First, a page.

Is OTA TV still around?
Yes. It never went away. If anything, there are more channels today with better quality than you remember. This is because in 2009 the U.S. switched over to a digital form of broadcast. Digital means that all of the picture and sound of TV gets broken down into little 1s and 0s that computers understand, then beamed over-the-air to your TV, which then turns those 1s and 0s back into pictures and sounds. Neat, isn’t it? It makes me think of the scene with Wonkavision from Willy Wonka and the Chocolate Factory.
One of the benefits of this is that the U.S. adapted a new format for broadcast uniquely suited to digital communications.
This format is called ATSC after the somewhat self-aggrandizing Advanced Television Systems Committee (do they really have to call themselves advanced?). ATSC offers much higher resolution (sharper image) than the previous format—I’ve seen claims of five to six times better resolution. The marketplace term for this is HD, or high-definition.
As recently said by Forbes writer Amadou Diallo, “Outside of a Blu-ray movie, this is the best output I’ve ever seen on my TV. And did I mention the channels are free?”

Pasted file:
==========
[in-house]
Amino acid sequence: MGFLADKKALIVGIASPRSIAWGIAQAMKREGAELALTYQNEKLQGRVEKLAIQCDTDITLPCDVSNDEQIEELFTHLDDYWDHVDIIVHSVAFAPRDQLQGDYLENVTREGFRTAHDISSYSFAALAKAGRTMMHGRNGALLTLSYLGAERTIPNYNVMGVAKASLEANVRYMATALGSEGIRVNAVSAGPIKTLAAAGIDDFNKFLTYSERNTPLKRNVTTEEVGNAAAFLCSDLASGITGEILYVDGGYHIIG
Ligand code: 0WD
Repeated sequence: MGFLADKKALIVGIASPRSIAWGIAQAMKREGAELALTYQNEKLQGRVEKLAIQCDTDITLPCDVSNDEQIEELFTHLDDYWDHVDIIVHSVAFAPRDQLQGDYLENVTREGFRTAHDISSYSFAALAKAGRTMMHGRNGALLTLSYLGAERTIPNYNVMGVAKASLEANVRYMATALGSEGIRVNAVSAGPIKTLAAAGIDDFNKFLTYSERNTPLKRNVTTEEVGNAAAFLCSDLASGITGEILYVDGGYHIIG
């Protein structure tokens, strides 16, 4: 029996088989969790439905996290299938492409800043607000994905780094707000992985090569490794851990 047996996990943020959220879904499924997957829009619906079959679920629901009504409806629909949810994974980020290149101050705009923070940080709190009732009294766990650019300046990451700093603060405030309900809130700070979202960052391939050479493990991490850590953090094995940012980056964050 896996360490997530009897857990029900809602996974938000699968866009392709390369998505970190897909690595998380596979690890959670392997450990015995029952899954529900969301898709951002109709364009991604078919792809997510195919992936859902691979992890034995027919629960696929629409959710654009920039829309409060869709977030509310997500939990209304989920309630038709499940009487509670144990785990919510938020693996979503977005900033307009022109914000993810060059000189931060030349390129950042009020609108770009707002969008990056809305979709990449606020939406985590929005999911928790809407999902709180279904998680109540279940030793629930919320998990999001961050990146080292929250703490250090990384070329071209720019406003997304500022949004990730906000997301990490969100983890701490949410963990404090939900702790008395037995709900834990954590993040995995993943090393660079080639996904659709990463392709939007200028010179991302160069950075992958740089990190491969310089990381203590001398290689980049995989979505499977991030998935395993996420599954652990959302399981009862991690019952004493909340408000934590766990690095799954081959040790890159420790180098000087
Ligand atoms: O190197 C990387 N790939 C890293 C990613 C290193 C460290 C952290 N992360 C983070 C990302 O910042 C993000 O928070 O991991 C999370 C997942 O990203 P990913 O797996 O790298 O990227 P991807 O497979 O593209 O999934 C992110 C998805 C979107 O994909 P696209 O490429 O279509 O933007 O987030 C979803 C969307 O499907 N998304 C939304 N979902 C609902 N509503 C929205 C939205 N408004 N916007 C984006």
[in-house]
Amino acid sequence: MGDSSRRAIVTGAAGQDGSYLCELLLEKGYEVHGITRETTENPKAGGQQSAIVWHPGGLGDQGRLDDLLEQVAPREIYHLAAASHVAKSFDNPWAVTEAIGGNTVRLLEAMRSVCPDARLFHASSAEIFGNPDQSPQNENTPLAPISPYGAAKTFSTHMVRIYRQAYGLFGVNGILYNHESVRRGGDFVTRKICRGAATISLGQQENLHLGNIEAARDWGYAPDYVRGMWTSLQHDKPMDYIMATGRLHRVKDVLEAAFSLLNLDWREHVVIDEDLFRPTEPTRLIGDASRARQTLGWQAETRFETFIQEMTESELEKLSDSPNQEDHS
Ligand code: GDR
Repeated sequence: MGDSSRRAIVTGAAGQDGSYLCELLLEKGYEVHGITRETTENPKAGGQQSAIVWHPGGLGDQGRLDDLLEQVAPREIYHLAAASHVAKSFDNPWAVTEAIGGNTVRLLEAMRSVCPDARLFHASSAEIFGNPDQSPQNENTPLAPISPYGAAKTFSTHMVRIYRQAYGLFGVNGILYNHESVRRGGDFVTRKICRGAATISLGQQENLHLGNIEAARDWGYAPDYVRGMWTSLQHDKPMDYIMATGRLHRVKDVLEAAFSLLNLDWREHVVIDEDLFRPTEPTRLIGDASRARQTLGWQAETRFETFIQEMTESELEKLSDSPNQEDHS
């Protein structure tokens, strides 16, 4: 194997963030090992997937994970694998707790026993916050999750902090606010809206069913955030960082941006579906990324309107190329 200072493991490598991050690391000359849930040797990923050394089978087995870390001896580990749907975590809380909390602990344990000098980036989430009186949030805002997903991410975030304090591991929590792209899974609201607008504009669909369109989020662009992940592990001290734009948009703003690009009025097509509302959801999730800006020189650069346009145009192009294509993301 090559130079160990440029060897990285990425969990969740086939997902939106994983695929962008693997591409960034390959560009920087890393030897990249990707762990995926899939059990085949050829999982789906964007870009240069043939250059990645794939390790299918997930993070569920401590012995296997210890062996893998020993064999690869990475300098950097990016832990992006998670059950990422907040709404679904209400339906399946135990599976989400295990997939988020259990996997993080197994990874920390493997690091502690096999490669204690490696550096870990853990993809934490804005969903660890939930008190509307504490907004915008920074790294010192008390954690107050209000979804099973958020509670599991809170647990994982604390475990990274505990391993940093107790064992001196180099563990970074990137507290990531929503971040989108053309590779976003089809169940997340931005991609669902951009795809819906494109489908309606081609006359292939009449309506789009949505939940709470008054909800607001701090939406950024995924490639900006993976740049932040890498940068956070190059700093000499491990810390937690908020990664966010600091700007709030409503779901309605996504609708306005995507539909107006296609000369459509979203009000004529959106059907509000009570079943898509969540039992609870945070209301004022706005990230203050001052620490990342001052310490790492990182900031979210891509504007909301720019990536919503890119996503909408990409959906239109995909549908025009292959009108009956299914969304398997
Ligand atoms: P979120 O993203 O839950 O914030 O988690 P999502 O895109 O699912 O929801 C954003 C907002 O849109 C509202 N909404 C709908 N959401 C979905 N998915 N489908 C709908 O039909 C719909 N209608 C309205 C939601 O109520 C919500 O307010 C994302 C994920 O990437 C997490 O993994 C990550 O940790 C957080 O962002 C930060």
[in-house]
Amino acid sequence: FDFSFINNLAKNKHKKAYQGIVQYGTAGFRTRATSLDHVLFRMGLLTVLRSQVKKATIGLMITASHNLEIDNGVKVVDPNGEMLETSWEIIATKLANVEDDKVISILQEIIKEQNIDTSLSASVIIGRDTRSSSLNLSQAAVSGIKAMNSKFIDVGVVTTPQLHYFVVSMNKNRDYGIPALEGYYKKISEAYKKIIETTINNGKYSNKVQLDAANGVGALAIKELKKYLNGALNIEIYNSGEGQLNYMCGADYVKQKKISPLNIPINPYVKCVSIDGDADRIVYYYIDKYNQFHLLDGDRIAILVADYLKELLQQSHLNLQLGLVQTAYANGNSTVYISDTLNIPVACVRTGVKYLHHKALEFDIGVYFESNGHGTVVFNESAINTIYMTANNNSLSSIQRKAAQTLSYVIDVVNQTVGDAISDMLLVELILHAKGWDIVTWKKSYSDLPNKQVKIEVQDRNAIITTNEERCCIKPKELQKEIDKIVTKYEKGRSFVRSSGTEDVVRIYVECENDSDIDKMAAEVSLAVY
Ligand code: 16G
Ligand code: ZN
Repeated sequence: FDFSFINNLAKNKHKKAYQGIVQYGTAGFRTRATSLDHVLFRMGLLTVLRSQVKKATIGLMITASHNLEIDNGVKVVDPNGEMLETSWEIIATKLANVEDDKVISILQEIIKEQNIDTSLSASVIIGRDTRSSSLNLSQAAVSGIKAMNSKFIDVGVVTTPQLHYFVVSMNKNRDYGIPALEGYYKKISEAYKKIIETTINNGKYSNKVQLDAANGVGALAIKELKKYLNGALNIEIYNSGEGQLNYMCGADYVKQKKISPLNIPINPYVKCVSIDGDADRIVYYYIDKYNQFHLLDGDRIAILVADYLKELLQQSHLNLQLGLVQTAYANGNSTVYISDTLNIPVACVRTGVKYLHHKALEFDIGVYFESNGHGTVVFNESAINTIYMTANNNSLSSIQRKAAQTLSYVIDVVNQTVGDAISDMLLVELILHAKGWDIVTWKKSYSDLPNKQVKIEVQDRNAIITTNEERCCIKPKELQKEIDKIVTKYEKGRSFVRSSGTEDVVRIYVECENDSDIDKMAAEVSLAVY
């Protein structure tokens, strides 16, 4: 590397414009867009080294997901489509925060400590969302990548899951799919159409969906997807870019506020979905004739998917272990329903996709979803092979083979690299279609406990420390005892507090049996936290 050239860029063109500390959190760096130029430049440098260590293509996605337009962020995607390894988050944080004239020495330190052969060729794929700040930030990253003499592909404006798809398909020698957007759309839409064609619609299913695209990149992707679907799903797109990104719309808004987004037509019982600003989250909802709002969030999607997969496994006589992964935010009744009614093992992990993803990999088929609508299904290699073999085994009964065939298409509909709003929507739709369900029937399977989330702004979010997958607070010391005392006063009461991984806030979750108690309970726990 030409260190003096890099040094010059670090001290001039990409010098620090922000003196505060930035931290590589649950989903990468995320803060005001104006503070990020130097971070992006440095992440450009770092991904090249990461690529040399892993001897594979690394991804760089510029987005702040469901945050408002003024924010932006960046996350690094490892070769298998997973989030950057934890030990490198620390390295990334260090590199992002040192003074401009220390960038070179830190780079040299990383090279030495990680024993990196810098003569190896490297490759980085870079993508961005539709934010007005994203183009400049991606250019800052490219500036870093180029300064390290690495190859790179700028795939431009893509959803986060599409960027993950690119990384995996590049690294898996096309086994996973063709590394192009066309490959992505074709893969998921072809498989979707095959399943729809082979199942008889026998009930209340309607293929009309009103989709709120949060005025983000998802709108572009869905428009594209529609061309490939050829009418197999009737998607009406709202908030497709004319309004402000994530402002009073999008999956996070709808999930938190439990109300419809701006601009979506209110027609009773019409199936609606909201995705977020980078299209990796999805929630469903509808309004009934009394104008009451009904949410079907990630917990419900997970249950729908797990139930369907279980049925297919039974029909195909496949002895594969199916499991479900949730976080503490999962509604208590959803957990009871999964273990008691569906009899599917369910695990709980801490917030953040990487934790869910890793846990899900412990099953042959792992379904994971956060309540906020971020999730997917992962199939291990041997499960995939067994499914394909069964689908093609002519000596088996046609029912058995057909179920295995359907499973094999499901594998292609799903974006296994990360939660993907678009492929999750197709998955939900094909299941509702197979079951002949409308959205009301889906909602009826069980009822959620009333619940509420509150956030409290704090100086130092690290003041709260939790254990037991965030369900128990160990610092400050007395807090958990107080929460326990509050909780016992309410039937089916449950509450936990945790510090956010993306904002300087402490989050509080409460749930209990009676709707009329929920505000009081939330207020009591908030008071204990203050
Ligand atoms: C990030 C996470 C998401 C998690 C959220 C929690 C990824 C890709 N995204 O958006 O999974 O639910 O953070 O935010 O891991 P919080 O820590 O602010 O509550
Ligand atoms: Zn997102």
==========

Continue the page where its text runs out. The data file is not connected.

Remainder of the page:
Is it legal?
Yes. Over-the-air television is regulated by the Federal Communications Commission, an agency of the U.S. government. In fact, it was the FCC which made the 2009 digital transition happen.
Another benefit of that transition is more channels. The FCC had more frequencies to give stations in 2009 because they had a new section of the dial to hand out (the perks of being the government, I guess). The result is that you could receive as many as several dozen channels, depending where you live. Generally, the closer you are to a major metropolitan area, the more channels will be broadcast near you. I’ve seen reports of 60-70 free OTA channels in New York, and Los Angeles appears to be the absolute mecca with 83 channels reported in August of 2013 by Huffington Post writer Lynn Isenberg.
Is there anything good to watch?
Yes (I am Jack’s broken record). Depending on which sources you use, the most popular television programs—not channels, or stations, but individual programs—of the past few years were available for free in high-definition over the air.
TVGuide’s June 2013 data, for example, showed that 22 of the top 25 most-watched shows in the 2012-2013 season were broadcast OTA.
If you want more recent data, Nielsen ranks the top 10 most-watched shows every week, and you might be surprised to see that all 10 shows recently were available OTA.
Or if you want to go a bit further back in time, Nielsen’s data for the 2011-2012 season shows that 96 of the 100 most watched shows were available OTA.
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